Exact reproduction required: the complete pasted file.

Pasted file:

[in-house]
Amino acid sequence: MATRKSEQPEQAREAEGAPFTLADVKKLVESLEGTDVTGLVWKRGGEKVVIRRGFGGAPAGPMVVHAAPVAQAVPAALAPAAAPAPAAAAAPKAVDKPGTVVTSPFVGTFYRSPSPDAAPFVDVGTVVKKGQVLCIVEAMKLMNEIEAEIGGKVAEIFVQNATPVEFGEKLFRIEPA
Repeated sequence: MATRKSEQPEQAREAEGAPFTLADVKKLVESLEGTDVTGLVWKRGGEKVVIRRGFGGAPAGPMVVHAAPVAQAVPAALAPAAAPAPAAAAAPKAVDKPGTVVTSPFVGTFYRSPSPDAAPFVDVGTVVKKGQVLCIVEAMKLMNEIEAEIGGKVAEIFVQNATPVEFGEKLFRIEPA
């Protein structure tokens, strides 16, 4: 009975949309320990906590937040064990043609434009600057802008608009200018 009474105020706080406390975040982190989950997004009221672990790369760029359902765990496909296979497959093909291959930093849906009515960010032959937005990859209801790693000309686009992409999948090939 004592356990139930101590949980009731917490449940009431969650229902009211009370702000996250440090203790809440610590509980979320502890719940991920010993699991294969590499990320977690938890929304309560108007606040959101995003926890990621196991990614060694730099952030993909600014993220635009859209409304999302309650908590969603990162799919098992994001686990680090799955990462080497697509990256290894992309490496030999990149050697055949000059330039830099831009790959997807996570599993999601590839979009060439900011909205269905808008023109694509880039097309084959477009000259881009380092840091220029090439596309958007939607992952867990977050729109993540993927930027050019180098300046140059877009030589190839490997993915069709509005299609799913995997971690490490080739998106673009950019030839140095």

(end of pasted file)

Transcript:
[in-house]
Amino acid sequence: MATRKSEQPEQAREAEGAPFTLADVKKLVESLEGTDVTGLVWKRGGEKVVIRRGFGGAPAGPMVVHAAPVAQAVPAALAPAAAPAPAAAAAPKAVDKPGTVVTSPFVGTFYRSPSPDAAPFVDVGTVVKKGQVLCIVEAMKLMNEIEAEIGGKVAEIFVQNATPVEFGEKLFRIEPA
Repeated sequence: MATRKSEQPEQAREAEGAPFTLADVKKLVESLEGTDVTGLVWKRGGEKVVIRRGFGGAPAGPMVVHAAPVAQAVPAALAPAAAPAPAAAAAPKAVDKPGTVVTSPFVGTFYRSPSPDAAPFVDVGTVVKKGQVLCIVEAMKLMNEIEAEIGGKVAEIFVQNATPVEFGEKLFRIEPA
């Protein structure tokens, strides 16, 4: 009975949309320990906590937040064990043609434009600057802008608009200018 009474105020706080406390975040982190989950997004009221672990790369760029359902765990496909296979497959093909291959930093849906009515960010032959937005990859209801790693000309686009992409999948090939 004592356990139930101590949980009731917490449940009431969650229902009211009370702000996250440090203790809440610590509980979320502890719940991920010993699991294969590499990320977690938890929304309560108007606040959101995003926890990621196991990614060694730099952030993909600014993220635009859209409304999302309650908590969603990162799919098992994001686990680090799955990462080497697509990256290894992309490496030999990149050697055949000059330039830099831009790959997807996570599993999601590839979009060439900011909205269905808008023109694509880039097309084959477009000259881009380092840091220029090439596309958007939607992952867990977050729109993540993927930027050019180098300046140059877009030589190839490997993915069709509005299609799913995997971690490490080739998106673009950019030839140095």